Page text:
6. Jack permalink
    August 17, 2010 8:25 pm

    I loved both books, but I’d really like there to be a third. It needs a better finish than what its got already. Maybe something happens to dari’s baby, and Aron goes back to help. Then they could have a bit of a reunion…………….come along storm breaker, and then………………well what ever.

  7. Adeshwat permalink
    September 8, 2010 1:19 am

    Can u help me

    What does Galvin Herder leave open when Zed and Aron ride their talons?

    • Unknown permalink
      September 30, 2010 7:53 am

      because he opened the gate that put the horses to one side and the talons to another side. Talons are preditors so when they smelt the horse’s they got crazy with hunger.
      And he hope arron would get introuble from not ‘controlling’ the talons probably.

  8. Trish permalink
    October 21, 2010 9:34 pm

    I am an elementary librarian and my students love this book. It is especially popular among my 6th grade boys who prefer teen level books. My own 8th grader loved it. Don’t brush it off because you don’t like the title of the cover. The boys who like these books tend to like Rick Riordan, Ranger’s Apprentice, Hunger Games and Maximum Ride.

  9. Seth permalink
    January 6, 2011 6:06 pm

    Actually i disagree with this review, it did start familiar but as soon as it started the climb to the climax it made several new and interesting turns. i have read both books of this series and i especially love the Legacies or “graal”, or as this reviewer wrote “magic”. Graals aren’t your typical power, the people of the land were born with a talent due to the family they are from, and it is a new concept, “a world carved above the world” makes it seem as if you can see into anything and everything from sitting still. i won’t ruin the book but i suggest you read it, it was a very good book series, and if i guess correctly it could be added onto due to the cliffhanger at the end of “A Prince Among Killers” which made me both happy and sad at the same time.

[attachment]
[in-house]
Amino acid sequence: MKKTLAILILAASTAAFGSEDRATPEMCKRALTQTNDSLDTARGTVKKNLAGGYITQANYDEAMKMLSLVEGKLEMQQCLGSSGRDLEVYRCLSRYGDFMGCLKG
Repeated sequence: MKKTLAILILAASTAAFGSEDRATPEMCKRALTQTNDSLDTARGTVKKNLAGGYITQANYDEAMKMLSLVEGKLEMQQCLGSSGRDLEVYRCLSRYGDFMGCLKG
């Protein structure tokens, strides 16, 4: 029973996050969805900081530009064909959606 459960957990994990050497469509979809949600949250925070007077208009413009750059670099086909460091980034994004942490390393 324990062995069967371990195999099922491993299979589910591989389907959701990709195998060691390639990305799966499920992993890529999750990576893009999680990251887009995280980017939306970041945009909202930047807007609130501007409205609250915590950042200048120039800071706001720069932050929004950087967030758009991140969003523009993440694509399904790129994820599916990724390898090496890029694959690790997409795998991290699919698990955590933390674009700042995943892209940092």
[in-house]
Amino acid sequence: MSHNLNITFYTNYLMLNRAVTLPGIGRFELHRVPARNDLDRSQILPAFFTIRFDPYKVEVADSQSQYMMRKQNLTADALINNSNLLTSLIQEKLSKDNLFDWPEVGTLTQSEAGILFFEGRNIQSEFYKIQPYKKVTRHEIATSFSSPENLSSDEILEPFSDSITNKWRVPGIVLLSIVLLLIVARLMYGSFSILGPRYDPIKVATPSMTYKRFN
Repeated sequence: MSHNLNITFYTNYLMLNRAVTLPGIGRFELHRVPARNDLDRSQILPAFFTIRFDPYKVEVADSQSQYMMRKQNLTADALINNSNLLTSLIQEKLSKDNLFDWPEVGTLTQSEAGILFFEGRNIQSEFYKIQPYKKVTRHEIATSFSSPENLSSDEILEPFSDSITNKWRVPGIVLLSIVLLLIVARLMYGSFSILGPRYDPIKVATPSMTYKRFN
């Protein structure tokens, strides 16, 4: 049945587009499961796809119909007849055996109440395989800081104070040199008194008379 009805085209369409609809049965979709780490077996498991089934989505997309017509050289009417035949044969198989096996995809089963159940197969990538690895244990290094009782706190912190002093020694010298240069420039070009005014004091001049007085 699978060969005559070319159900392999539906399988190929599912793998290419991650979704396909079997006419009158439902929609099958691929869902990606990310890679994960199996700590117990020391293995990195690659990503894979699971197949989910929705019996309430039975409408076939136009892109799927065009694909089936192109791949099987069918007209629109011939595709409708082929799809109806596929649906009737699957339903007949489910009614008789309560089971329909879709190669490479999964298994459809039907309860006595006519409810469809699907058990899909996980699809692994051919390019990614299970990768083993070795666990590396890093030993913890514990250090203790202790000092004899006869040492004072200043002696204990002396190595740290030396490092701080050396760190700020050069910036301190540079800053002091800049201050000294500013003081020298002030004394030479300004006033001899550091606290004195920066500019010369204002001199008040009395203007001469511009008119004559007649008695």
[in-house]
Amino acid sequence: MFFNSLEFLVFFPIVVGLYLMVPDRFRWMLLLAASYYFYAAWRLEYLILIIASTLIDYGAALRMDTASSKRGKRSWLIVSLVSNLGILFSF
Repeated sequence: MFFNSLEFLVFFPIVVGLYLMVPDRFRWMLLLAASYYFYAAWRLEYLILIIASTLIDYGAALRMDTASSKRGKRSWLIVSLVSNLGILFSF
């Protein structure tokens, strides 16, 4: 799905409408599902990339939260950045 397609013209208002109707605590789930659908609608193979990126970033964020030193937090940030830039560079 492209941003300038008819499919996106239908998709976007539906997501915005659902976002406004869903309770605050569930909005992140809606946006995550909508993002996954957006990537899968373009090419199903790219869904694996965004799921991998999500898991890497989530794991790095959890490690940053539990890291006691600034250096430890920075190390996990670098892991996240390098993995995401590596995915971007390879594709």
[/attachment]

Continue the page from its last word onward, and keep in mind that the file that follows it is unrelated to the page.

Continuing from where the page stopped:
10. Seth permalink
    January 6, 2011 6:11 pm

    “Stormbreaker” doesn’t need an ending, his time is summed up, Aron,Kate,Dari,Wolf are some characters that have yet to have an ending, Aron is falling for Kate, that is obvious, Dari is left with a baby and dead husband, Wolf is a possible candidate for the Brailing Dynast, so there is too much open. Will they hunt down SnakeKiller? will they hunt Aron? will Aron realize he did no wrong and kill the stone after him? What will Stormbreaker, i mean Lord Dunstan decide to do with his misdeeds? 3rd book is eagerly awaited, im 16 btw and my friends loved these books too, good series good authors.

  11. Seth permalink
    January 6, 2011 6:24 pm

    Oh and Reviewer i forgot to answer your question about the mixing wars. Thorn was rounding up Fae and making them mate with Streegans to build a super Graal, thing kept going wrong and with too much mixing the graal seemed to fade away from the Fae people, thats why borderline families reclaimed the powers they had lost, being away from the terrible disaster and being able to mate freely with Fae of their dynast building the graals back up. the “races” werent races just different nationalities like Altar people had a different graal than the different dynasts.